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A woman has publicly recounted several instances during which she wasn't sexually assaulted to make a powerful point about consent, and show that the only unifying factor in rape cases is whether or not a man 'feels it is OK to assault'.
New York-based writer Maura Quint took to Twitter last week to share three different times in her life when the idea of consent had come into play; in each occurrence, a man recognized that she wasn't giving him consent and left her alone rather than coercing her into an act she didn't want to go through.
Testimony - Behavior - Outfit - Amount - Alcohol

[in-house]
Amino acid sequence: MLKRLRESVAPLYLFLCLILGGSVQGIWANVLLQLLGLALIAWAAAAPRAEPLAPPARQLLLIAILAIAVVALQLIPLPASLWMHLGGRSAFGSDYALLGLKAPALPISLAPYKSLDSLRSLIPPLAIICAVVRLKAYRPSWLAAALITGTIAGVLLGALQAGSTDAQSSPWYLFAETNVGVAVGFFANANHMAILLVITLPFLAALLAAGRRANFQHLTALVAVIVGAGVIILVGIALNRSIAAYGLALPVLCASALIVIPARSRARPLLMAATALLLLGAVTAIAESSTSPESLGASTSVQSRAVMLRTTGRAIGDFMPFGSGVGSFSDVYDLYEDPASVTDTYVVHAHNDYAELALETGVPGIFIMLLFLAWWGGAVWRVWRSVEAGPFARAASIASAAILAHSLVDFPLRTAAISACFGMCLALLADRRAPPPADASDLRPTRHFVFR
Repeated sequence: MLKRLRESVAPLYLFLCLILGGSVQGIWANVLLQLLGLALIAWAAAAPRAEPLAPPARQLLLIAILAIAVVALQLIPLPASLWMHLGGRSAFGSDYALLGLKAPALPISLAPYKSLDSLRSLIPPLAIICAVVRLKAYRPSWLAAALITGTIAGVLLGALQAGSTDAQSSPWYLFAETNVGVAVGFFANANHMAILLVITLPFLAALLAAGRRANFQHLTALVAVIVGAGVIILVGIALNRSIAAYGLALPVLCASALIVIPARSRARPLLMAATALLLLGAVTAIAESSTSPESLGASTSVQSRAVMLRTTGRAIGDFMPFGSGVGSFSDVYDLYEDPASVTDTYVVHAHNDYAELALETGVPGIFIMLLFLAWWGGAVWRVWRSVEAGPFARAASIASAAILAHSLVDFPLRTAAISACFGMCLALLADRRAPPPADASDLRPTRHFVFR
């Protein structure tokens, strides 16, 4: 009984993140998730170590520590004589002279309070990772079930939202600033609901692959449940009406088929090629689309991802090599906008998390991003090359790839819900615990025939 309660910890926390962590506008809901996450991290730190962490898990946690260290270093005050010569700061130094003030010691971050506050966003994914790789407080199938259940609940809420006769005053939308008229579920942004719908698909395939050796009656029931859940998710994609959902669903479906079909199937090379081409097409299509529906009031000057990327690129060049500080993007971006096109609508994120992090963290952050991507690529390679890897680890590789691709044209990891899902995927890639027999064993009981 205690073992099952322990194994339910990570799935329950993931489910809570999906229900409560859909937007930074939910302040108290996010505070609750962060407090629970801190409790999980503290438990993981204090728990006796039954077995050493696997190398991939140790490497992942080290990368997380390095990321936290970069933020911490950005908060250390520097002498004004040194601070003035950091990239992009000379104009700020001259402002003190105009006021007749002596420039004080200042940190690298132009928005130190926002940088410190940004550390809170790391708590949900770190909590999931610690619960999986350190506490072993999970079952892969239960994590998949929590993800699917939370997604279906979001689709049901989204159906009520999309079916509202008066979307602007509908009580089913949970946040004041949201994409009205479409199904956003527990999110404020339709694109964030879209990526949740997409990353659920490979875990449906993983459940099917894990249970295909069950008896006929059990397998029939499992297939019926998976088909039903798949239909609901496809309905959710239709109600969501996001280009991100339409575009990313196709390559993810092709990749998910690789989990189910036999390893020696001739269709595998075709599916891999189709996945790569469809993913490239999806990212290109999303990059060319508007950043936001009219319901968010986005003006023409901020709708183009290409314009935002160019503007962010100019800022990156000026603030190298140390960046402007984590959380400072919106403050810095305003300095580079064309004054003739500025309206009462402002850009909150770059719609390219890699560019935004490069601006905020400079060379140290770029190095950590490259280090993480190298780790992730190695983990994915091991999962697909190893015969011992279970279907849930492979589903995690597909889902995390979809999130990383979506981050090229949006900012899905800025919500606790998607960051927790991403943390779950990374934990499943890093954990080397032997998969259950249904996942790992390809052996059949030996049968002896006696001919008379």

She shared her testimony to show that neither her behavior, her outfit, nor the amount of alcohol she had consumed determined whether or not she got assaulted, but that it was all down to whether or not she was in the presence of a rapist.
First, Maura recounted how in high school, feeling 'insecure', she put on 'a tight top too low cut' and 'dark lipstick' that wasn't part of her usual look.
Party - Drank - Wine - Coolers - Man
'I went to a party drank terrible wine coolers, too many of them. A man asked me if I wanted to leave, I slurred, said maybe,' she wrote.
'He said: "Maybe?" And then he said "Maybe isn't yes" and I went home that night, un-assaulted, because I hadn't talked to a rapist at that party.'
Instance - Years - Maura - Bar - Friends
The second instance occurred a few years later when Maura was at a bar with friends.
'I was flirting with a guy there,...
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